And even if I can’t make the general public give me $1 for an unwarranted apology, I’m not going to accept them so easily anymore either. At the Evolving Faith conference I turned around to tell a new friend how much I enjoyed listening to her gorgeous voice sing harmonies in my ear that afternoon. Her response to my gratitude and compliment?! “I’m sorry,” along with a sheepish lowering of her head.

“Nope.” I laughed. “That’s not how this works. That is the wrong answer when someone gives you a compliment. The right answer is: thank you. Let’s try this again.”

And we did.

And this time she smiled, and said, “thank you” instead.

 

How about you? Are you an over-apologizer? Do you have tips or tricks for those of us trying to break this habit?

Evolving Faith Conversation

Evolving Faith Conversation

So last month Darin and I packed our bags, kissed our children goodbye, promised our undying affection to Gran who was looking after them, and flew across the country to attend the Evolving Faith Conference. Organized by two faith leaders we deeply admire, Sarah Bessey and Rachel Held Evans, the conference was a place for “doubters, dreamers, survivors, rebuilders, guides, and travelers – who know what it’s like to experience a shift in faith.” Darin and I were excited to hear from Sarah and Rachel and the amazing lineup of speakers they had put together, we were grateful for the chance to get away together after an incredibly challenging season of ministry, but we were really eager to be in a room of full of kindred spirits and maybe feel a little less alone.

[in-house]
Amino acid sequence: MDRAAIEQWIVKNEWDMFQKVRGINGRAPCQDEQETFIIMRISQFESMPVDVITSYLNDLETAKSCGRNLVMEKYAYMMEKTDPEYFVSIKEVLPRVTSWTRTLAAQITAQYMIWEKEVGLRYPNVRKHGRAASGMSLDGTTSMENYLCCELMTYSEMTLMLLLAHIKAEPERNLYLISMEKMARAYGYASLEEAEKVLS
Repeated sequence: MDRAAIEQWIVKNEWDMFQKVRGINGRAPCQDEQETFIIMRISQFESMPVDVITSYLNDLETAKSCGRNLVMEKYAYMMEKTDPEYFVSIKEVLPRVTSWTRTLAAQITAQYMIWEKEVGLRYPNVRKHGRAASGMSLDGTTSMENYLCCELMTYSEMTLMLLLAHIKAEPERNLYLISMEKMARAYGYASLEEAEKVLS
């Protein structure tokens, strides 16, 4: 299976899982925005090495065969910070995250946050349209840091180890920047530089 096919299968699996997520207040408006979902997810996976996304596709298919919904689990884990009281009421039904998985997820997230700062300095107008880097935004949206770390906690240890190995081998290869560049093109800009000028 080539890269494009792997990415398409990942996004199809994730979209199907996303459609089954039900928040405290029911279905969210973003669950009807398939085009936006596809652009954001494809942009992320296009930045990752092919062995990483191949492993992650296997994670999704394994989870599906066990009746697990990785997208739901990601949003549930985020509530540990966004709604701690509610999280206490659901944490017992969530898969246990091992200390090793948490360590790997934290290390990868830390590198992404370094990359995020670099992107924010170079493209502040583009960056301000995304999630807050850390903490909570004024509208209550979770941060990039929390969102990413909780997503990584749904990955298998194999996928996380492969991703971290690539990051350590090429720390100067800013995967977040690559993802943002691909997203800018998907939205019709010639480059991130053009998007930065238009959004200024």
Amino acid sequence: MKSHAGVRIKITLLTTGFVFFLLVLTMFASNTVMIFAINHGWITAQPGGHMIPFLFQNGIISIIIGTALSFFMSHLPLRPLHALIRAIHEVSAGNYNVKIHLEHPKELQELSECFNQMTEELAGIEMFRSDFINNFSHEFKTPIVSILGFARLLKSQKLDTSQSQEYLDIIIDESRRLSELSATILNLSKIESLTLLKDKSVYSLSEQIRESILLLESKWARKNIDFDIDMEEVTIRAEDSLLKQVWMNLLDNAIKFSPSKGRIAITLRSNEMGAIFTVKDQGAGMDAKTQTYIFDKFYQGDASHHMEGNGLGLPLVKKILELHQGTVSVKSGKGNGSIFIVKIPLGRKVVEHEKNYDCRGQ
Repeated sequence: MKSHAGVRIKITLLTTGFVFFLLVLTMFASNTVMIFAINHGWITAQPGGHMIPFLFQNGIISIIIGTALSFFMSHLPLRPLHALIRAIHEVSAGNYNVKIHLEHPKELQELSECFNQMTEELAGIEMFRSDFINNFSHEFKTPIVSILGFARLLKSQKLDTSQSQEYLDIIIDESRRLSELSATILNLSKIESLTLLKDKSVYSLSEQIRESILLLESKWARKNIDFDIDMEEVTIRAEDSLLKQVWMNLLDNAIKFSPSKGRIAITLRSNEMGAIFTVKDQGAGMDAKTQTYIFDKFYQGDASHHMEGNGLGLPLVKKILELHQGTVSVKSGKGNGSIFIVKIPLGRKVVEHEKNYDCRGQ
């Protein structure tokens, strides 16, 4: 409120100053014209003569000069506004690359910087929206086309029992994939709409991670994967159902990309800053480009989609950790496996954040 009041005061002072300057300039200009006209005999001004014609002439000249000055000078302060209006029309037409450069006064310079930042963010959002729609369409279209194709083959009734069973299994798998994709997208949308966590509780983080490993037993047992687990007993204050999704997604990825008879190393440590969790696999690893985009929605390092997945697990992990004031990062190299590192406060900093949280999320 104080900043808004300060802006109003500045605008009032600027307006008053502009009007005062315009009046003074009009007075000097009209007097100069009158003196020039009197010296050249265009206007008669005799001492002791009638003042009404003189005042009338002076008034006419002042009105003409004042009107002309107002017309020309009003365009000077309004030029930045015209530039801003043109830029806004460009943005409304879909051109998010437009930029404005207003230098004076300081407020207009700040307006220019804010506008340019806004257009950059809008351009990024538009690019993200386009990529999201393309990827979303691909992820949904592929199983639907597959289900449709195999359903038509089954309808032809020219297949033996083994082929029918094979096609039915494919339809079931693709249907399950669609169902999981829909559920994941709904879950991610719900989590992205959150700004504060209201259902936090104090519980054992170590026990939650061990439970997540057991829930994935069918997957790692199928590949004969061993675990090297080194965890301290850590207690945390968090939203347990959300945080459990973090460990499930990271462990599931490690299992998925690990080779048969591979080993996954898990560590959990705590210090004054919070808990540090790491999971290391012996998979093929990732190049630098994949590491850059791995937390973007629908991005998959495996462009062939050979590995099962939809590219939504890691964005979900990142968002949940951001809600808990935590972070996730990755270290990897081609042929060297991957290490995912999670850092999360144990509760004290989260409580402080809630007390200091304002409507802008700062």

gorgeous Montreat, tired travelers

As I posted quotes and pictures on social media my friends back home kept telling me how jealous they were that I was at this event, and how much they wanted me to share what I was learning. But there was so much going on in my own head, heart, and spirit – there were so many speakers and so many topics. How could I distill this conference into one blog post or a handful of twitter quotes?